TED Conversations

Mike Colera


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What will it take to recreate an educated American.

In fairness, I have to say that I have been critical of the education system in the US since my own sons went to school and I attended schools conferences and PTA meetings.
My conclusions:
Universities have found an unending source of funding accepting students with government loans that are estimated in the trillion dollar range. The number of dropouts from baccalaureate programs is outrageous, universities aren't concerned as they use the funds to build resorts, endowments, while uneducated college dropouts are stuck with loans for most of their lifetimes.

K-12 is even a greater failure in education. Many have touted pre-school programs to give children a headstart in schools. The Feds have reported the best heard start gain is lost by 4th Grade in mediorce elementary schools. Numbers vary but nearly 25% of children entering schools never graduate. A too large pecentage graduate functionally illerate. Yet bloated public school bureacracies demand more and more funds to educated our children. They acknowledge their failures and tell us money is the resolution. However, in my lifetime, the US has fallen from one of the best educated in the world to a level falling behind a number of "supposedly third world" nations, with expenditures exceeding most of the world's nations gross national product.

So, what have we got for all this money and so many uneducated young Americans. Huge bureacracies where non educational personnel make up nearly half of the staff, facilities that rival world resorts, after school athletic programs that rival professional leagues, text books riddled with current political correctness whatever that is, and my favorite, participating students are taught the mandatory state tests that are fixed to funding requests. All of this education tragedy is well supported by extremely powerful political interests.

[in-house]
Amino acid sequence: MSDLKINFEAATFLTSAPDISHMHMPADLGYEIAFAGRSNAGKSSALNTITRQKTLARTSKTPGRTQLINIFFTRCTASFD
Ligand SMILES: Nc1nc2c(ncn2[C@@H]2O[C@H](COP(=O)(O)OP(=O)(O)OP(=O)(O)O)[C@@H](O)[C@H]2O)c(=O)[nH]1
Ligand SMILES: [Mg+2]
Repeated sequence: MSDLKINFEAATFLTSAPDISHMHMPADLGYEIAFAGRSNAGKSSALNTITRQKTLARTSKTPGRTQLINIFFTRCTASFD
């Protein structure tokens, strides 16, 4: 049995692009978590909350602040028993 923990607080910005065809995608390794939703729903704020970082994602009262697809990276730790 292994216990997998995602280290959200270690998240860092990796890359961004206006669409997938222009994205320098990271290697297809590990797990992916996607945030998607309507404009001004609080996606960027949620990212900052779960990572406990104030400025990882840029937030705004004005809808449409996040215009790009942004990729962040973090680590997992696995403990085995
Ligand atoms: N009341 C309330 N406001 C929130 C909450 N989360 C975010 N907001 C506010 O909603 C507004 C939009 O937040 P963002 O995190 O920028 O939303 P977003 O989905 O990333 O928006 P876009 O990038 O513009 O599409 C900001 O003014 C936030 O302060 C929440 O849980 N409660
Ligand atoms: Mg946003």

So, solutions: I have none.

What will it take to educate America?

Topics: education

Closing Statement from Mike Colera

Most of the points of my initial conversation on the problems in Education were not addressed. Yes there are some schools doing an excellent job creating functional young adults that will do well in their lives. But too many young adults are not well educated and I am not addressing college, I am address daily life situations. We need to do so much more to resolve these problems and that is my problem.

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    Jul 8 2013: TED FRIEND

    Yes, that's what the school bureaucrats keep telling us, if we just had more money, we could hire more teachers reduce class size and get the best technology... they have been saying that when my sons started school and they are saying it today, 30 years later. Fool me once, shame on you, fool me for thirty years, I am too stupid?.
    Rich Schools, Poor Schools? they all use the same lobbyist at the state capital.
    • Comment deleted

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        Jul 8 2013: And your statements look like typical political agenda to keep the teacher's union in power. All of your tired rhetoric about failing infrastructure and overpopulated schools is decades old, and mostly decades fixed. As Mike said, " Fool me once, shame on you, fool me for thirty years, I am too stupid?"

        Vouchers would introduce competition and innovation, and you know this. But it would also undermine the union's power base, and you know this as well.
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          Jul 8 2013: Interesting that when I was at school, class sizes were the same as they are now. One vital difference was that teachers were hired because they were passionate not because it was a job that anyone could get. When we stop seeing teaching as a óoh I'm sorry job' - and see it as a career that is crucial to the development of a nation, then we can start making a difference. Stop blaming money, government, class sizes, technology.... and start DOING

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